A tepid farce that that combines the brevity of a one-act play with the lo-fi desperation of a student film, “The Party” is the kind of star-studded misfire that might only have made sense in the context of an artistic movement like Dogme 95, whose strict dictums could have explained its experimental zeal and excused its fundamental shabbiness. Of course, such formal recklessness is par for the course when it comes to the cinema of Sally Potter, a British dynamo whose work ranges from a radical adaptation of Virgina Woolf’s “Orlando” to an erotic Joan Allen drama that’s spoken entirely in iambic pentameter. But if the dazzling eccentricities of Potter’s previous films might help to prepare viewers for her latest trick, their intellectual rigor casts this new one in a strange and unflattering light. It’s different, yes, and made with conviction. But it also feels flimsy, hollow, and tossed off — a shrill trifle from someone who’s previously made only multi-tiered soufflés.
Shot in a digital black-and-white that recalls the plastic, high-contrast look of “Sin City, “The Party” runs (or crawls) only 71 minutes, but its problems are evident from the very first one. The opening shot — a dippy flash-forward that’s meant to serve as our invitation — finds Janet (Kristin Scott Thomas) opening the front door of her London flat and pointing a gun at the unseen guest who made the mistake of knocking. Thomas immediately appears as strained as the framing device that introduces her, and her performance never really recovers.
Fortunately, there’s a lot of other nonsense to distract from this wobbly start and everything it portends, and Thomas won’t be the only brilliant actor who’s stranded at sea. Observe the great Timothy Spall (playing Bill, Janet’s husband) as he fiddles with the record player, parks himself in the living room, and stares at the garden outside with a lobotomized blankness. There’s a good reason for Bill’s fugue state, and his problems are a lot more pressing than the knowingly bourgeois bullshit that preoccupies the other characters, but the only interesting thing about him remains the coyote that he spies nipping through the backyard. It’s a lame bit of symbolism, but an accurate one — the small cluster guests that Janet has invited to celebrate her recent appointment as Britain’s new health minister are a carnivorous bunch, shameless scavengers of love and kindness.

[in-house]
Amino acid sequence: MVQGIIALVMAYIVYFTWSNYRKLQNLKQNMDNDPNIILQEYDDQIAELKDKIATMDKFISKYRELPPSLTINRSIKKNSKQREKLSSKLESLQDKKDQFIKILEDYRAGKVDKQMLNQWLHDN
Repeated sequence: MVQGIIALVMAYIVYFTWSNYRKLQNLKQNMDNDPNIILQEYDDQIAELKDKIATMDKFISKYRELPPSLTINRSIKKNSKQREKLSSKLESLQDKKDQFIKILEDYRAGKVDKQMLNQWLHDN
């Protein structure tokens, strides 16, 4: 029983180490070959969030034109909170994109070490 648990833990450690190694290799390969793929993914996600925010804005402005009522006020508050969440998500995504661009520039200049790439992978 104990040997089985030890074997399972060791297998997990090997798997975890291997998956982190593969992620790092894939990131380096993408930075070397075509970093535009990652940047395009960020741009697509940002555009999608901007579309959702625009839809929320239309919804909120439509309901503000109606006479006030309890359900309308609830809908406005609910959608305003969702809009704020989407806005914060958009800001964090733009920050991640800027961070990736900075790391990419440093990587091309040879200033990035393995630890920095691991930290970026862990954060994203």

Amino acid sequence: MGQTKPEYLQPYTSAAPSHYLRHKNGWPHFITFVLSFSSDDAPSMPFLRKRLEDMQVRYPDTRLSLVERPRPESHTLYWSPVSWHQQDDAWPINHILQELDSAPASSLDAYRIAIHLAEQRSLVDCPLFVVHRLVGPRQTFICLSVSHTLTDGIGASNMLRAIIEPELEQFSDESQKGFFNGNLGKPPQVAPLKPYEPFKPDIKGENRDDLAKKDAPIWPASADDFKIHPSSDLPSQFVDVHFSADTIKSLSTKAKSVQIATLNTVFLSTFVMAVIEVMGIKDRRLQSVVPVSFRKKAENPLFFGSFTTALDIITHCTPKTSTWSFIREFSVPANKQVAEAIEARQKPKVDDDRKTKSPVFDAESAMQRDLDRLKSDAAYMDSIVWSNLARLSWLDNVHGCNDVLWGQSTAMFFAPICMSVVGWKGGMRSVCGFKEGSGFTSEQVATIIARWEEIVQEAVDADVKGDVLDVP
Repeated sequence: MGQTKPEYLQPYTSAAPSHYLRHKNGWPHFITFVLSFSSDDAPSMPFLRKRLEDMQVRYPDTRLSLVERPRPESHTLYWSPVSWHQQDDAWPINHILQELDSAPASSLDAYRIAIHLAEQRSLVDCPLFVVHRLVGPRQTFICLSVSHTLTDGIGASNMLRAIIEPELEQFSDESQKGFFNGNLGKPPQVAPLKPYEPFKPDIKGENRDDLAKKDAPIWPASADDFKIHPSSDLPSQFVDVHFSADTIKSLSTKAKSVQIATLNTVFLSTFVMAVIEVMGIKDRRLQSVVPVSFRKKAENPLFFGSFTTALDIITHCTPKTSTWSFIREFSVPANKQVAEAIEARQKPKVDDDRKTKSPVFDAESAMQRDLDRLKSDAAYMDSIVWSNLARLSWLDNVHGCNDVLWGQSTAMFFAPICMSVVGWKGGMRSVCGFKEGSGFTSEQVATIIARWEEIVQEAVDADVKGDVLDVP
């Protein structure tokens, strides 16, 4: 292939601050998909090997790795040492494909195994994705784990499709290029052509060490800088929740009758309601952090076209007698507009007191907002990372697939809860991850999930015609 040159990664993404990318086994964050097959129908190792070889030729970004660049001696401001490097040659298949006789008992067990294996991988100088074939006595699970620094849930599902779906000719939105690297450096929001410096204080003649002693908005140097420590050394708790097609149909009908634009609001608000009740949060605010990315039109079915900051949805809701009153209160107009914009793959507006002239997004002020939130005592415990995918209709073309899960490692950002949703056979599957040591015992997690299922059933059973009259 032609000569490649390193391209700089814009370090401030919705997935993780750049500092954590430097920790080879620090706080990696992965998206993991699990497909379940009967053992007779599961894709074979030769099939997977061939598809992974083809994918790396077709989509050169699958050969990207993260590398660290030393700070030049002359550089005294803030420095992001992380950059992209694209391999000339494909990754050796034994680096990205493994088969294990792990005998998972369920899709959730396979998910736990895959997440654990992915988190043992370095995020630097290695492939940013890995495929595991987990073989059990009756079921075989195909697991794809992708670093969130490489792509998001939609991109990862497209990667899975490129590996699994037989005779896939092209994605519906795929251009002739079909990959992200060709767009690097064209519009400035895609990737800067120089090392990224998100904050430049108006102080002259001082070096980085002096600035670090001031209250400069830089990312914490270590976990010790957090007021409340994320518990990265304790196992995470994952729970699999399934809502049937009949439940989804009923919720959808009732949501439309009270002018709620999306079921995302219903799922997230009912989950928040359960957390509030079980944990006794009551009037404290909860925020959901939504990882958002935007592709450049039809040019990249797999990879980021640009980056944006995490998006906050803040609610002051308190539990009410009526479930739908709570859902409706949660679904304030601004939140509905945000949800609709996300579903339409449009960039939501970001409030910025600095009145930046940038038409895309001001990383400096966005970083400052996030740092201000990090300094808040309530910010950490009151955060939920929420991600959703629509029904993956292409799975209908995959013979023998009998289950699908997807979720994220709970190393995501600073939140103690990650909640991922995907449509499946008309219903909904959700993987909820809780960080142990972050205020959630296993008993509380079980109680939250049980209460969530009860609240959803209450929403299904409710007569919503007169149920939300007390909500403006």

The most fun (and the funniest) of the lot is undoubtedly April, who Patricia Clarkson embodies as a truth-telling tornado. As blunt as she is bitter, April announces herself to the shindig by declaring that she’s ready to dump her longtime boyfriend (a daffy spiritualist played by “Wings of Desire” great Bruno Ganz).
While most of the dialogue in this relentlessly shrill satire makes “The Party” feel like a manic sitcom remake of a Chekhov play, April is gifted with a few choice lines that speak to the film’s interest in how seldom the fantasy of relationship goals squares with the act of punting them. “I expect the worse of everyone in the name of realism,” she offers, immune to even the plot’s most ludicrous twists and reversals. April isn’t fazed by Cillian Murphy’s coked up “wanker banker,” and she hardly bats an eye when Jinny (Emily Mortimer) tells her partner Martha (Cherry Jones) that they’re expecting triplets. Her apathy alone is enough to make her the film’s most relatable character.
Over time, Potter’s mirth achieves enough momentum to overcome the story’s haphazard staging, and “The Party” grows more enjoyable as it spirals out of control. Everyone is in disguise and everyone is afraid of losing each other. “Have I wasted my life on a mirage?” one character asks amidst all of the political sniping and amusingly over-cranked sound effects (every punch sounds like it was thrown by Batman), but Potter doesn’t have an answer ready for them. She eventually heats the water to a boil, but her film ends long before she can find anything worth cooking in it.
“The Party” premiered in Competition at the 2017 Berlin Film Festival. It is currently seeking U.S. distribution.